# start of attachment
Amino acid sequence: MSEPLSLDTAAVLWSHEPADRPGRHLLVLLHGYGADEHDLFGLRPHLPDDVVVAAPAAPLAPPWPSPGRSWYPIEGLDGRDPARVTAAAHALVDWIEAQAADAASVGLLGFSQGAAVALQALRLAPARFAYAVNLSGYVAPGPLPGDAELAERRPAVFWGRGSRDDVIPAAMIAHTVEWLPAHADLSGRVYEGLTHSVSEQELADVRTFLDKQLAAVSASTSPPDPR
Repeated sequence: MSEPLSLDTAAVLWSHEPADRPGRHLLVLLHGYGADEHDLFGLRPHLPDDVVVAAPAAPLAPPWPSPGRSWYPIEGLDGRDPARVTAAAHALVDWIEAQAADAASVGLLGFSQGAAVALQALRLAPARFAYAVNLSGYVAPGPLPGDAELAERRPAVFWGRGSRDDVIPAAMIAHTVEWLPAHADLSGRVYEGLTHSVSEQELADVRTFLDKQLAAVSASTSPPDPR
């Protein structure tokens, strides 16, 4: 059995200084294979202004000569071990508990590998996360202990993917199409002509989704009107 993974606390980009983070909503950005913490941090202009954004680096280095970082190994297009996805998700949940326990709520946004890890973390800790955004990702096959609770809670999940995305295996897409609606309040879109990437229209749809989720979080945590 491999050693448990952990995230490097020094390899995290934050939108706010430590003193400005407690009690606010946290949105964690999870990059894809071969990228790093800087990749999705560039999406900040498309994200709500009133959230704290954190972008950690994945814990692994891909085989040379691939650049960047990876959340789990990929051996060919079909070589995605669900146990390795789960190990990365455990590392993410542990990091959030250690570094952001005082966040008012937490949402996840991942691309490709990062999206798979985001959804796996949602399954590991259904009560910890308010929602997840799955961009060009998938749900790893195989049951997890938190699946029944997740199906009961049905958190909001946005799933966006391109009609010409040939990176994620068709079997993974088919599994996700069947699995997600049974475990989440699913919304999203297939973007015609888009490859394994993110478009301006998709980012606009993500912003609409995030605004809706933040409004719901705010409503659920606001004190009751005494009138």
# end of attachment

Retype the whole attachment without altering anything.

Amino acid sequence: MSEPLSLDTAAVLWSHEPADRPGRHLLVLLHGYGADEHDLFGLRPHLPDDVVVAAPAAPLAPPWPSPGRSWYPIEGLDGRDPARVTAAAHALVDWIEAQAADAASVGLLGFSQGAAVALQALRLAPARFAYAVNLSGYVAPGPLPGDAELAERRPAVFWGRGSRDDVIPAAMIAHTVEWLPAHADLSGRVYEGLTHSVSEQELADVRTFLDKQLAAVSASTSPPDPR
Repeated sequence: MSEPLSLDTAAVLWSHEPADRPGRHLLVLLHGYGADEHDLFGLRPHLPDDVVVAAPAAPLAPPWPSPGRSWYPIEGLDGRDPARVTAAAHALVDWIEAQAADAASVGLLGFSQGAAVALQALRLAPARFAYAVNLSGYVAPGPLPGDAELAERRPAVFWGRGSRDDVIPAAMIAHTVEWLPAHADLSGRVYEGLTHSVSEQELADVRTFLDKQLAAVSASTSPPDPR
């Protein structure tokens, strides 16, 4: 059995200084294979202004000569071990508990590998996360202990993917199409002509989704009107 993974606390980009983070909503950005913490941090202009954004680096280095970082190994297009996805998700949940326990709520946004890890973390800790955004990702096959609770809670999940995305295996897409609606309040879109990437229209749809989720979080945590 491999050693448990952990995230490097020094390899995290934050939108706010430590003193400005407690009690606010946290949105964690999870990059894809071969990228790093800087990749999705560039999406900040498309994200709500009133959230704290954190972008950690994945814990692994891909085989040379691939650049960047990876959340789990990929051996060919079909070589995605669900146990390795789960190990990365455990590392993410542990990091959030250690570094952001005082966040008012937490949402996840991942691309490709990062999206798979985001959804796996949602399954590991259904009560910890308010929602997840799955961009060009998938749900790893195989049951997890938190699946029944997740199906009961049905958190909001946005799933966006391109009609010409040939990176994620068709079997993974088919599994996700069947699995997600049974475990989440699913919304999203297939973007015609888009490859394994993110478009301006998709980012606009993500912003609409995030605004809706933040409004719901705010409503659920606001004190009751005494009138």